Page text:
[¶6] The Chief of the Wheatland Police Department responded to the call. He interviewed the clerk, collected the EFS check as evidence, and patrolled around Wheatland looking for Rodgers. A short time later, Trooper Shawn Stroud of the Wyoming Highway Patrol spotted Rodgers' vehicle on a highway seven miles south of Wheatland and initiated contact with him. Rodgers identified himself as Earl Hood and handed the trooper a temporary driver's license bearing the name of Earl Robert Hood, with Hood's corresponding birth date and Texas driver's license number, which had been issued to Rodgers by the Deadwood Police Department in South Dakota the previous day following an arrest for driving while intoxicated. During the course of their contact, Trooper Stroud suspected that Rodgers was intoxicated and, after Rodgers failed field sobriety tests, the trooper arrested him for driving while under the influence of alcohol ("DUI"). A subsequent breathalyzer test revealed a blood-alcohol content of twice the legal limit.

[¶7] Prior to Rodgers' arrest, the Chief of Police arrived at the scene and spoke with Rodgers. The chief informed Rodgers that he was investigating "a fraudulent check situation." In response, Rodgers handed the Chief $300.00, stating he "wanted to return to the truck stop and give the money back so this would go away." At the time, Rodgers did not claim that anyone was mistaken about the validity of the EFS check.

[¶8] Based on the information available to it, the State charged Rodgers under the name of "Earl Hood" with the misdemeanor offenses of DUI and check fraud. At his initial appearance in circuit court, the magistrate twice advised Rodgers of the charges against him and the associated maximum fines and penalties. Rodgers thereafter entered pleas of guilty to both charges. The magistrate accepted Rodgers' guilty plea on the DUI charge, but declined to accept the guilty plea regarding the check fraud charge because Rodgers failed to provide an adequate factual basis to support that plea.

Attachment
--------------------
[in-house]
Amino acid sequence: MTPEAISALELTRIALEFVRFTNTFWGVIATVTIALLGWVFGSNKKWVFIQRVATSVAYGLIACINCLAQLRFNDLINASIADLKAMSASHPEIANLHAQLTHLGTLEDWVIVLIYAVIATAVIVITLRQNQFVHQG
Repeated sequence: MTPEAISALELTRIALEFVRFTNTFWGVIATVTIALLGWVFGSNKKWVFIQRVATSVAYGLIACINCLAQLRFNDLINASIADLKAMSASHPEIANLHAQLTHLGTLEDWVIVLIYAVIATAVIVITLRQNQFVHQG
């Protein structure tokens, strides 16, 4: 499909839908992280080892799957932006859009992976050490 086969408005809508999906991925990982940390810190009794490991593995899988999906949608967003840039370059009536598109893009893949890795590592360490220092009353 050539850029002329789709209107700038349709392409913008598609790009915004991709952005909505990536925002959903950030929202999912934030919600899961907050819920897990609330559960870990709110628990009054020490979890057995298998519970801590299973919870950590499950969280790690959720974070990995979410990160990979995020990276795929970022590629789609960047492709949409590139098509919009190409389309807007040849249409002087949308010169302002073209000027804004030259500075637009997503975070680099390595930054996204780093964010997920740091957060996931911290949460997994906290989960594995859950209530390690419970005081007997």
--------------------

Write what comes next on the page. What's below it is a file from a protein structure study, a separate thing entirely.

[¶9] The magistrate imposed a 60-day jail sentence on the DUI charge, which he suspended in favor of six months of unsupervised probation, a fine of $750.00, with $350.00 conditionally suspended on his successful completion of probation, and a crime victims' surcharge and court costs in the amount of $180.00. As to the check fraud charge, the magistrate advised Rodgers of the potential $750.00 fine, as well as the possibility of $180.00 in court costs and crime victims' compensation, and allowed Rodgers to be released on his own recognizance under specified terms and conditions, including that he have his attorney file an entry of appearance within 21 days. The magistrate deferred setting a trial date on the check fraud charge pending the filing of counsel's entry of appearance.

[ΒΆ10] After signing the necessary court documents as Earl Hood and being released from jail, Rodgers left the State of Wyoming. The circuit court eventually issued an arrest warrant for Rodgers' failure to pay the DUI fine and to adhere to the requirements of his release on the check fraud charge. Rodgers ...